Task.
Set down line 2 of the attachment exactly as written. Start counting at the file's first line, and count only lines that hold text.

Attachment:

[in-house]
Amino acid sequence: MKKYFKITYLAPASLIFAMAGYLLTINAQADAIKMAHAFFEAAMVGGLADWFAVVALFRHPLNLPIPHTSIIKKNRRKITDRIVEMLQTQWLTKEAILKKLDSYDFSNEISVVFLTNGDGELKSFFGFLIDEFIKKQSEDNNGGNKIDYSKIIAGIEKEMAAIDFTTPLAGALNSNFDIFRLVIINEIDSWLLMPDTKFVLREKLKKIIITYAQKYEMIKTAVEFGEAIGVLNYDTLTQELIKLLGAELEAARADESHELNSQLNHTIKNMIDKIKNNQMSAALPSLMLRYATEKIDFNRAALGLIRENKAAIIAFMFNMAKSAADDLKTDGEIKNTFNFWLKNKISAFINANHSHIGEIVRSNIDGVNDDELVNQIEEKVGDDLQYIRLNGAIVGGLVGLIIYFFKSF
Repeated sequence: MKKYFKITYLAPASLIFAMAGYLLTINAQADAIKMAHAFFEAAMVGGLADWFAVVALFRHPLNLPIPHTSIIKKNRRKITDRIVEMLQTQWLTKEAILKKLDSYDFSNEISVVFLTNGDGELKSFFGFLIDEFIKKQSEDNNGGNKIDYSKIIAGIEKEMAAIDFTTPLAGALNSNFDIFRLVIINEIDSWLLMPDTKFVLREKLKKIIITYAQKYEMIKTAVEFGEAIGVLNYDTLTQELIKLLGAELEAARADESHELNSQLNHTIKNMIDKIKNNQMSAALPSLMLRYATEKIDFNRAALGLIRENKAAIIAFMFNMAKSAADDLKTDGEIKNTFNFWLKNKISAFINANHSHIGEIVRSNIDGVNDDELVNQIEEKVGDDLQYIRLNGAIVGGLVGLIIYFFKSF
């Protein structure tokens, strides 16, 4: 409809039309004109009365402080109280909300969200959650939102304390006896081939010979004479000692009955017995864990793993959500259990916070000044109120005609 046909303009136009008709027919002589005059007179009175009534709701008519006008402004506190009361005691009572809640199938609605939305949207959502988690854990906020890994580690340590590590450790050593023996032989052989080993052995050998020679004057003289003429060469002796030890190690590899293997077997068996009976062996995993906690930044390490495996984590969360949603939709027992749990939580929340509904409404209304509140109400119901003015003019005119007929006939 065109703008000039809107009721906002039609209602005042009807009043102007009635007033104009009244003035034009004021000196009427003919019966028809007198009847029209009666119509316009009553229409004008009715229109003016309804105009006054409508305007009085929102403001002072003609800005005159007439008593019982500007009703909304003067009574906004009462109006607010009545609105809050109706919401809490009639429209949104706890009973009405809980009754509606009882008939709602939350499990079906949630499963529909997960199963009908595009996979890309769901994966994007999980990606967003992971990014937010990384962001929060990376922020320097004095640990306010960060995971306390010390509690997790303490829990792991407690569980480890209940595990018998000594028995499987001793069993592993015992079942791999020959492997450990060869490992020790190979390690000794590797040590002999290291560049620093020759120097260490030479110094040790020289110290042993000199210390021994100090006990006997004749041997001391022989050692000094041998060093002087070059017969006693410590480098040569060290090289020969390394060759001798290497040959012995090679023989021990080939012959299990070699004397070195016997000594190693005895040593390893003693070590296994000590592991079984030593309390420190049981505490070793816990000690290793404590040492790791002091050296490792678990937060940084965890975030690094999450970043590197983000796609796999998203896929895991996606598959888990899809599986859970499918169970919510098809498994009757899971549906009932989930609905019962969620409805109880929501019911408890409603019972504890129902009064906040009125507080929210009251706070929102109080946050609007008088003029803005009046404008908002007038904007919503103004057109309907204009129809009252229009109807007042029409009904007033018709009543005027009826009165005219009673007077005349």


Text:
Amino acid sequence: MKKYFKITYLAPASLIFAMAGYLLTINAQADAIKMAHAFFEAAMVGGLADWFAVVALFRHPLNLPIPHTSIIKKNRRKITDRIVEMLQTQWLTKEAILKKLDSYDFSNEISVVFLTNGDGELKSFFGFLIDEFIKKQSEDNNGGNKIDYSKIIAGIEKEMAAIDFTTPLAGALNSNFDIFRLVIINEIDSWLLMPDTKFVLREKLKKIIITYAQKYEMIKTAVEFGEAIGVLNYDTLTQELIKLLGAELEAARADESHELNSQLNHTIKNMIDKIKNNQMSAALPSLMLRYATEKIDFNRAALGLIRENKAAIIAFMFNMAKSAADDLKTDGEIKNTFNFWLKNKISAFINANHSHIGEIVRSNIDGVNDDELVNQIEEKVGDDLQYIRLNGAIVGGLVGLIIYFFKSF